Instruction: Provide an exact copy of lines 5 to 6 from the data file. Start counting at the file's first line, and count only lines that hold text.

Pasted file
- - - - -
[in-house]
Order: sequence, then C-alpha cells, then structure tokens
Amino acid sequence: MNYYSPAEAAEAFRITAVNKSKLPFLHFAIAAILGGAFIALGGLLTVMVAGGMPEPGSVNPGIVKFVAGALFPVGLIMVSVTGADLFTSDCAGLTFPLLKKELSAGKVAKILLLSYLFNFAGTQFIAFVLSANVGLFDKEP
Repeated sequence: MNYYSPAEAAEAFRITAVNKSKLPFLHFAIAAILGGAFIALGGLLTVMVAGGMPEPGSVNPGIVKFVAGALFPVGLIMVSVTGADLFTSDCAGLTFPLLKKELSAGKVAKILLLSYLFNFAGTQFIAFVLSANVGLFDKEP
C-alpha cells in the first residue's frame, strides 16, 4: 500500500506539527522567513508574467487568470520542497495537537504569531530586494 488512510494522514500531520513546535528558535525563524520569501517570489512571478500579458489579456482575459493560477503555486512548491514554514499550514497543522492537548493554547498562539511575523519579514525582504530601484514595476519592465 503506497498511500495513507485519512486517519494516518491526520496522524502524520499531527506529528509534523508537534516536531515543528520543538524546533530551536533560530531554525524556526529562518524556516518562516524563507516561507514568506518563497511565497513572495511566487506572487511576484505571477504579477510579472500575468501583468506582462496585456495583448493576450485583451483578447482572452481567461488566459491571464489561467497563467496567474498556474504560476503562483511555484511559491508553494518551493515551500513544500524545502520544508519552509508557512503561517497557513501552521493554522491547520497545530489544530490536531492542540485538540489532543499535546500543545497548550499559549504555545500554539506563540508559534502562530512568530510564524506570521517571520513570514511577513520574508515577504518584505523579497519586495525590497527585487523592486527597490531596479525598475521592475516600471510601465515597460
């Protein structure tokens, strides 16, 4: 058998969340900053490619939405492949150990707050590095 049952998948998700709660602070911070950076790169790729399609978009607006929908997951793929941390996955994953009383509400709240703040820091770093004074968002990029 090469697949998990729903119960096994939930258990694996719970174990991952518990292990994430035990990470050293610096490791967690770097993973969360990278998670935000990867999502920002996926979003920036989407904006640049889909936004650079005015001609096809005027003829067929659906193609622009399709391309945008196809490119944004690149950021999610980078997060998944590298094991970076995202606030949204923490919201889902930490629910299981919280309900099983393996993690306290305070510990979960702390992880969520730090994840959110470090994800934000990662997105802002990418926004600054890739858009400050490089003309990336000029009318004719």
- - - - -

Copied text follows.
C-alpha cells in the first residue's frame, strides 16, 4: 500500500506539527522567513508574467487568470520542497495537537504569531530586494 488512510494522514500531520513546535528558535525563524520569501517570489512571478500579458489579456482575459493560477503555486512548491514554514499550514497543522492537548493554547498562539511575523519579514525582504530601484514595476519592465 503506497498511500495513507485519512486517519494516518491526520496522524502524520499531527506529528509534523508537534516536531515543528520543538524546533530551536533560530531554525524556526529562518524556516518562516524563507516561507514568506518563497511565497513572495511566487506572487511576484505571477504579477510579472500575468501583468506582462496585456495583448493576450485583451483578447482572452481567461488566459491571464489561467497563467496567474498556474504560476503562483511555484511559491508553494518551493515551500513544500524545502520544508519552509508557512503561517497557513501552521493554522491547520497545530489544530490536531492542540485538540489532543499535546500543545497548550499559549504555545500554539506563540508559534502562530512568530510564524506570521517571520513570514511577513520574508515577504518584505523579497519586495525590497527585487523592486527597490531596479525598475521592475516600471510601465515597460
């Protein structure tokens, strides 16, 4: 058998969340900053490619939405492949150990707050590095 049952998948998700709660602070911070950076790169790729399609978009607006929908997951793929941390996955994953009383509400709240703040820091770093004074968002990029 090469697949998990729903119960096994939930258990694996719970174990991952518990292990994430035990990470050293610096490791967690770097993973969360990278998670935000990867999502920002996926979003920036989407904006640049889909936004650079005015001609096809005027003829067929659906193609622009399709391309945008196809490119944004690149950021999610980078997060998944590298094991970076995202606030949204923490919201889902930490629910299981919280309900099983393996993690306290305070510990979960702390992880969520730090994840959110470090994800934000990662997105802002990418926004600054890739858009400050490089003309990336000029009318004719």